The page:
Signal and Signal Management Calls

In the previous section we noted that a process can handle a signal by doing nothing (thus allowing the default action to occur), ignoring the signal, or catching the signal. Both the ignoring and catching of a signal entail the association of a signal-catching routine with a signal. In brief, when this is done the process automatically invokes the signal-catching routine when the stipulated signal is received. There are two basic system calls that can be used to modify what a process will do when a signal has been received: signal and sigaction . The signal system call has been present in all versions of UNIX and is now categorized as the ANSI C version signal-handling routine (Table 4.19). The sigaction system call (Table 4.20) is somewhat more recent and is one of a group of POSIX signal management calls.

Table 4.19. Summary of the signal System Call.

Include File(s)

Manual Section

2

Summary

void (*signal(int signum,
 void (*sighandler)(int)))(int);

Return

Success

Failure

Sets errno

Signal's previous disposition

SIG_ERR (defined as -1)

Yes

Table 4.20. Summary of the sigaction System Call.

Include File(s)

Manual Section

2

Summary

int sigaction(int signum, const
 struct sigaction *act,
 struct sigaction *oldact);

Return

Success

Failure

Sets errno

-1

Yes

The most difficult part of using signal is deciphering its prototype. In essence, the prototype declares signal to be a function that accepts two argumentsan integer signum value and a pointer to a functionwhich are called when the signal is received. If the invocation of signal is successful, it returns a pointer to a function that returns nothing ( void ). This is the previous disposition for the signal. The mysterious ( int ) , found at the far right of the prototype, indicates the referenced function has an integer argument. This argument is automatically filled by the system and contains the signal number. Either system call fails and returns the value -1, setting the value in errno to EINTR (4), if it is interrupted or to EINVAL (22) if the value given for signum is not valid or is set to SIGKILL or SIGSTOP. Further, sigaction returns EFAULT (14) if the act or oldact arguments reference an invalid address space.

While both signal and sigaction deal with signal handling, the functionality of each is slightly different. Let's begin with the signal system call.

The first argument to the signal system call is the signal that we intend to associate with a new action. The signal value can be an integer or a symbolic signal name . This value cannot be SIGKILL or SIGSTOP. The second argument to signal is the address of the signal-catching function. The signal-catching function can be a user -defined function or one of the defined constants SIG_DFL or SIG_IGN. Specifying SIG_DFL for a signal resets the action to be taken to its default action when the signal is received. Indicating SIG_IGN for a signal means the process will ignore the receipt of the indicated signal.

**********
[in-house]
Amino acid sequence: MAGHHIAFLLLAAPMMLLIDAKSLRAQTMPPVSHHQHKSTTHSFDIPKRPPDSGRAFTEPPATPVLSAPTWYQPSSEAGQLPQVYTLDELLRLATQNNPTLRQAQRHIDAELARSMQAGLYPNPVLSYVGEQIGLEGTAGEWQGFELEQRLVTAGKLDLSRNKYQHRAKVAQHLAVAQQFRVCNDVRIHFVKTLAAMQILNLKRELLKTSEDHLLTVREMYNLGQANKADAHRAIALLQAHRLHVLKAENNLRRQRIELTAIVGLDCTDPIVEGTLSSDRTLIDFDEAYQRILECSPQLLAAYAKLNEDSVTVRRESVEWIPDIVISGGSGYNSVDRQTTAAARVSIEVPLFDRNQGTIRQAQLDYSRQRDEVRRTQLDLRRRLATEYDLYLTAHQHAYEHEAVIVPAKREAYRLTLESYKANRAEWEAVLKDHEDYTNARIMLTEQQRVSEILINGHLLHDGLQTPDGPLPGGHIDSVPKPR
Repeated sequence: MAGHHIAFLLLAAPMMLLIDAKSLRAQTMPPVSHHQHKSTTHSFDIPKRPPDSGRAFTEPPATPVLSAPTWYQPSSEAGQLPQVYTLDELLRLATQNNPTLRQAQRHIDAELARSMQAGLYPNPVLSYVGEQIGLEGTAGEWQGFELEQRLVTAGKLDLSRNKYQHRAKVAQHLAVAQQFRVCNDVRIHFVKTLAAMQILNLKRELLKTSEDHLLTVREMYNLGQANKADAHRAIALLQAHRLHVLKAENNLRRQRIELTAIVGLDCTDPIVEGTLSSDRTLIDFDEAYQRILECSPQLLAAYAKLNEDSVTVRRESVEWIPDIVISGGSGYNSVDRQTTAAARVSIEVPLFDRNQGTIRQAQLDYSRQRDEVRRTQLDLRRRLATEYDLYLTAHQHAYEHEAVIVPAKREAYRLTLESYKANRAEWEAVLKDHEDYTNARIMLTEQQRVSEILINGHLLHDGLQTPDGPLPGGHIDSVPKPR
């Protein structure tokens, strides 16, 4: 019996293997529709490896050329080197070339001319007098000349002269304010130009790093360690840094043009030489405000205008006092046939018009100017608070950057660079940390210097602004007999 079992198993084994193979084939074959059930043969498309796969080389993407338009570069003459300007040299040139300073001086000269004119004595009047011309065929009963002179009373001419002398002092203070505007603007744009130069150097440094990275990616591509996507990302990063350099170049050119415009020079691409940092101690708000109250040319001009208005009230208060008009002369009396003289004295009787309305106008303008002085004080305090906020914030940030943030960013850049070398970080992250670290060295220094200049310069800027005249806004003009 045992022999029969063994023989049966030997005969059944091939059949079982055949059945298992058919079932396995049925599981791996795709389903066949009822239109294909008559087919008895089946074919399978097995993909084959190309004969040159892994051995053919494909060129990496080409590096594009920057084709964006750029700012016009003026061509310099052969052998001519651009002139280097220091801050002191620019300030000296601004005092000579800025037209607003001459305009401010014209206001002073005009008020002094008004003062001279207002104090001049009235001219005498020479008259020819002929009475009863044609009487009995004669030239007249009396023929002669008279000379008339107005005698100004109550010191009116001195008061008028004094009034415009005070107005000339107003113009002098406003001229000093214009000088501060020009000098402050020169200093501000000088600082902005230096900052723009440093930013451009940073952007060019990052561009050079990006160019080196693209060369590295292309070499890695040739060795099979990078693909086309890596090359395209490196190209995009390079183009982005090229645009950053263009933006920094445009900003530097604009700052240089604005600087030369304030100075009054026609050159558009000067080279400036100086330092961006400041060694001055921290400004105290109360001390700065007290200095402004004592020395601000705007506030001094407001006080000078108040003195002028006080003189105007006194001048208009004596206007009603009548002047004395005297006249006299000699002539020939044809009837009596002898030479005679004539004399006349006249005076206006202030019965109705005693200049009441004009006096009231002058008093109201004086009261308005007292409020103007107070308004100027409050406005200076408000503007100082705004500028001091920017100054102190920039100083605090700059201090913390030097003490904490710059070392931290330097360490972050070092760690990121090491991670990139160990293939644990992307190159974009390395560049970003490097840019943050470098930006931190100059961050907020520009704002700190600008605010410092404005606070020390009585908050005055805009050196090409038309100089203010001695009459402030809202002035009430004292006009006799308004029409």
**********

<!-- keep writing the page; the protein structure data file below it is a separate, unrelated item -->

An examination of the signal header files shows that SIG_DFL and SIG_IGN are defined as integer values that have been appropriately cast to address locations that are invalid (such as -1, etc.). The declaration most commonly found for SIG_DFL and SIG_IGN is shown below. With these definitions is another defined constant that can be usedSIG_ERR. This constant is the value that is returned by signal if it fails. See Figure 4.8.

Figure 4.8 Defined constants used by signal and sigset .

/* Fake signal functions. */

#define SIG_ERR ((__sighandler_t) -1) /* Error return. */
#define SIG_DFL ((__sighandler_t) 0) /* Default action. */
#define SIG_IGN ((__sighandler_t) 1) /* Ignore signal. */

Program 4.4 uses the signal system call to demonstrate how a signal can be ignored.

Program 4.4 Pseudo nohup ignoring a signal.

File : p4.4.cxx
 /* Using the signal system call to ignore a hangup signal
 */
 #include 
 + #include 
 #include 
 #include 
 #include 
 #include 
 using namespace std;
 10 const char *file_out = "nohup.out";
 int
 main(int argc, char *argv[]){
 int new_stdout;
 if (argc < 2) {
 + cerr << "Usage: " << *argv << " command [arguments]" << endl;
 return 1;
 }
 if (isatty(1)) {
 cerr << "Sending output to " << file_out << endl;
 20 close(1);
 if ((new_stdout = open(file_out, O_WRONLY O_CREAT 
 O_APPEND, 0644)) == -1) {
 perror(file_out);
 return 2;
 + }
 }
 if (signal(SIGHUP, SIG_IGN) == SIG_ERR) {
 perror("SIGHUP");
 return 3;
 30 }
 ++argv;
 execvp(*argv, argv);
 perror(*argv); // Should not get here unless
 return 4; // the exec call fails.
 + }

Program 4.4 is a limited version of the /usr/bin/nohup command found on most UNIX-based systems. The nohup command can be used to run commands so they will be immune to the receipt of SIGHUP signals. If the standard output for the current process is associated with a terminal, the output from nohup will be sent to the file nohup.out . The nohup command is often used with the command-line background specifier & to allow a command to continue its execution in the background even after the user has logged out.

Like the real nohup , our pseudo nohup program (Program 4.4) will execute the command (with optional arguments) that is passed to it on the command line. After checking the number of command-line arguments, the file descriptor associated with stdout is evaluated. The assumption here is that the file descriptor associated with stdout is 1. However, if needed, there is a standard I/O function named fileno that can be used to find the integer file descriptor for a given argument stream. The library function isatty (Table 4.21) is used to determine if the descriptor is associated with a terminal device.